March 10, 2020. Today, Indigo updated its South American Corn and Soybean Production Report. The company’s corn and soybean production forecast in Brazil and Argentina is 6% and 7% lower, respectively, than market projections from Companhia Nacional de Abastecimento (Conab) and United States Department of Agriculture Foreign Agricultural Service (USDA FAS).
Indigo is forecasting 142 million metric tons (MMT) of corn and 164 MMT of soybeans. Those forecasts are 8 MMT and 12 MMT fewer for both corn and soybeans, respectively, than industry benchmarks.
Continued differences across Brazil. In Brazil, Indigo forecasts 98 MMT of corn and 114 MMT of soybeans, based on projected yields of 5.4 tons per hectare for corn and 3.1 tons per hectare for soybeans, as well as area planted estimates of 18M hectares and 36.8M hectares, respectively.
After record corn and soybean production in 2019, Mato Grosso (pictured above in an image pulled from Indigo Atlas, a living map of the world’s food system) is on pace to outperform itself in 2020. Agriculture is this Brazilian state’s largest industry, with soybeans accounting for over 80% of its exports.
Production has remained variable across Brazilian states. Mato Grosso has seen an uptick in its soybean performance, with an increasing yield of 0.1 tons per hectare since Indigo’s last report (and continuing its record run); there has been no change in neighboring Mato Grosso do Sul, which neighbors Mato Grosso to the south; and Rio Grande do Sul has seen a slight deflation, down 0.1 tons per hectare.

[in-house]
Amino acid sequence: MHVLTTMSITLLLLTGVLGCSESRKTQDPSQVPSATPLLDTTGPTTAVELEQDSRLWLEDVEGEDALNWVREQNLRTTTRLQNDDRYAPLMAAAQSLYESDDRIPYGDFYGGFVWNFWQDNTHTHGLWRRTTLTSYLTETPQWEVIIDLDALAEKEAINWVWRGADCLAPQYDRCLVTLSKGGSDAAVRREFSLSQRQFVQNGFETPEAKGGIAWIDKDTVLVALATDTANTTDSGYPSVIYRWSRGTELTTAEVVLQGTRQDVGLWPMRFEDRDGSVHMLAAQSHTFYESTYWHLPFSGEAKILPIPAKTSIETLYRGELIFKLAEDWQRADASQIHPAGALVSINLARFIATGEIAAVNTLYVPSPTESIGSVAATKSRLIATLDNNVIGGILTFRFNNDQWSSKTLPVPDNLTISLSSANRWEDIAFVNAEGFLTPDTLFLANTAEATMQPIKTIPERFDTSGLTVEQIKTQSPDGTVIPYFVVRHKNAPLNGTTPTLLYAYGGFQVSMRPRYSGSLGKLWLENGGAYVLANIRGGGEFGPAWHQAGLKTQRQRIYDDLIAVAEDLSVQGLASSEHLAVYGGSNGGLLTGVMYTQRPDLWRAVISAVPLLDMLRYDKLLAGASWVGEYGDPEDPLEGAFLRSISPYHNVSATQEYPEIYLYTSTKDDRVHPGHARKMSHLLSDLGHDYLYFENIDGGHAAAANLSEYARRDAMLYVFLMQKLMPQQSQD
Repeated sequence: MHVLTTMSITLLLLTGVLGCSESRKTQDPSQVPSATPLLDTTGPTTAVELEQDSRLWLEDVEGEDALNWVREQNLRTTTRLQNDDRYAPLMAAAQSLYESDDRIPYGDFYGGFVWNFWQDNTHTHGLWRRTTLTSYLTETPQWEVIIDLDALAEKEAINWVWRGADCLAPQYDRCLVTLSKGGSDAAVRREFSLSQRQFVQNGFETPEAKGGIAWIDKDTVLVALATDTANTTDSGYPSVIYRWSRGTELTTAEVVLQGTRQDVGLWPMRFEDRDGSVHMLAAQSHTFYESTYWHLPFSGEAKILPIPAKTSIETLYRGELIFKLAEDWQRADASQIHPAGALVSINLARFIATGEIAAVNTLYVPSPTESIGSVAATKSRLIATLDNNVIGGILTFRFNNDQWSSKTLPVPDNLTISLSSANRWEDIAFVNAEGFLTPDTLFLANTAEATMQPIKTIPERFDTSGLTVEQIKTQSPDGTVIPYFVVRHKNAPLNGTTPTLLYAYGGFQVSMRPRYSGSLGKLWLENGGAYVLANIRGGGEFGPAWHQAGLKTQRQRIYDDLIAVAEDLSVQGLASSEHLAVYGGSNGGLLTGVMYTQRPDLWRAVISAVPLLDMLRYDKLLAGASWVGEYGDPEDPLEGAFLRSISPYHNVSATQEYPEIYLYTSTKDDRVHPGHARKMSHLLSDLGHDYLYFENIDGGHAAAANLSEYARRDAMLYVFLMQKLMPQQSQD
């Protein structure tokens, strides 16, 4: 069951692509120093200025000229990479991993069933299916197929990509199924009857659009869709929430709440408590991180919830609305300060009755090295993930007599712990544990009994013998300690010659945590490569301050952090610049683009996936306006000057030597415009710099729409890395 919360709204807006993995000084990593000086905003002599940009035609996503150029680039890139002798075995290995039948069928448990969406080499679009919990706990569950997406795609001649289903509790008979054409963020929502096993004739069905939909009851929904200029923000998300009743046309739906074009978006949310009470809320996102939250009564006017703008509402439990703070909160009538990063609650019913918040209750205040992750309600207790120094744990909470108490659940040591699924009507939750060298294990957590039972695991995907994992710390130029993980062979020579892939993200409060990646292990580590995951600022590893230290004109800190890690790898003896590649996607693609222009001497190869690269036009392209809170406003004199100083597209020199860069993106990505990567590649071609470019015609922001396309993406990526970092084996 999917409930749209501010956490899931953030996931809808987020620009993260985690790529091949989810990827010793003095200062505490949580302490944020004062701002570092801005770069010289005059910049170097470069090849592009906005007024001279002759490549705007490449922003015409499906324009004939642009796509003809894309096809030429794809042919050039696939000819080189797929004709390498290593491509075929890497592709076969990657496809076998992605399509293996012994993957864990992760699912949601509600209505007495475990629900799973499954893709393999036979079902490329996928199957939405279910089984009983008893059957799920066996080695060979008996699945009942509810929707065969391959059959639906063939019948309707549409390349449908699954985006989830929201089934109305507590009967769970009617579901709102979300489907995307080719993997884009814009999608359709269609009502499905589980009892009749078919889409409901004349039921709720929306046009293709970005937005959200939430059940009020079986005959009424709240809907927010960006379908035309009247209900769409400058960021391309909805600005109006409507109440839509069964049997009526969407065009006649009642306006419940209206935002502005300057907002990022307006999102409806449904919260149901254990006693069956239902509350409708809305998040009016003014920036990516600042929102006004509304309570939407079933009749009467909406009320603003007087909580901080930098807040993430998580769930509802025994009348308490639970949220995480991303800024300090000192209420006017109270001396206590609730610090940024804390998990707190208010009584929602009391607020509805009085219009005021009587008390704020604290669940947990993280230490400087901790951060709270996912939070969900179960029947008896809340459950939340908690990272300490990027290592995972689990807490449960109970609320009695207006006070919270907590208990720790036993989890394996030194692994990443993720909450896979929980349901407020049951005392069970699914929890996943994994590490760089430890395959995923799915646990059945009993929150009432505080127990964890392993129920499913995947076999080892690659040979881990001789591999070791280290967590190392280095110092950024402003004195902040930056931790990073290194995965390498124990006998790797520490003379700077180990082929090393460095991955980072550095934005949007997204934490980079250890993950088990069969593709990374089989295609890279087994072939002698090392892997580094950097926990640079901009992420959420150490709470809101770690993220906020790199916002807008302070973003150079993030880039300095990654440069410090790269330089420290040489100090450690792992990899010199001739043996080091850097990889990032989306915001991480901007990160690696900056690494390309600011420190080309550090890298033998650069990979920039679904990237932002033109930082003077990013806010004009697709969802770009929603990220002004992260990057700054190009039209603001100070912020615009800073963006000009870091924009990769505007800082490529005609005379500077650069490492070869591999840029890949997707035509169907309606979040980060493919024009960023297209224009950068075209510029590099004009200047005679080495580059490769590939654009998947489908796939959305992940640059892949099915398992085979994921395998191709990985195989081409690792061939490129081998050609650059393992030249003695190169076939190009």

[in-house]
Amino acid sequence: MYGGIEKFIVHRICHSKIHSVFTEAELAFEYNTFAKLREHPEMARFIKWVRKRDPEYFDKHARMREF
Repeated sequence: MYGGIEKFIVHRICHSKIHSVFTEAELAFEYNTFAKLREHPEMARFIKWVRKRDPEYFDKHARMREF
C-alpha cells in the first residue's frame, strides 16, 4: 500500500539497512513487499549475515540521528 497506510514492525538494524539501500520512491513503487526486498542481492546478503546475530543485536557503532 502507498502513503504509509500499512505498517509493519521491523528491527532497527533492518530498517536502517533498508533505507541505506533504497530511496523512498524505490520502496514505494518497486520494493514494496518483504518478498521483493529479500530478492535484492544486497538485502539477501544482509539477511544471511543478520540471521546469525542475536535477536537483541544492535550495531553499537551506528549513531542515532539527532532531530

Weather impacts Argentinian crop. In Argentina, Indigo forecasts 44 MMT for corn and 50 MMT for soybeans, based on projected yields of 7.0 tons per hectare for corn and 2.9 tons per hectare for soybeans, with an estimated planted area of 6.3M hectares and 17.4M hectares, respectively.
Dry to start the season, and dry to end it: Argentina may have been spared in the intermediary months with adequate moisture and sufficient temperatures, but the past three weeks has seen excessive heat with little to no rain. Should this dryness continue, later planted soy and corn could be impacted in the country, as rain “makes the grain” for both corn and soy during the germination and pod-filling phases.
Interested in learning more? Watch the webinar below, featuring Matt Beckwith, Director of GeoInnovation, and Nicholas Malizia, Director of Data Science for GeoInnovation.
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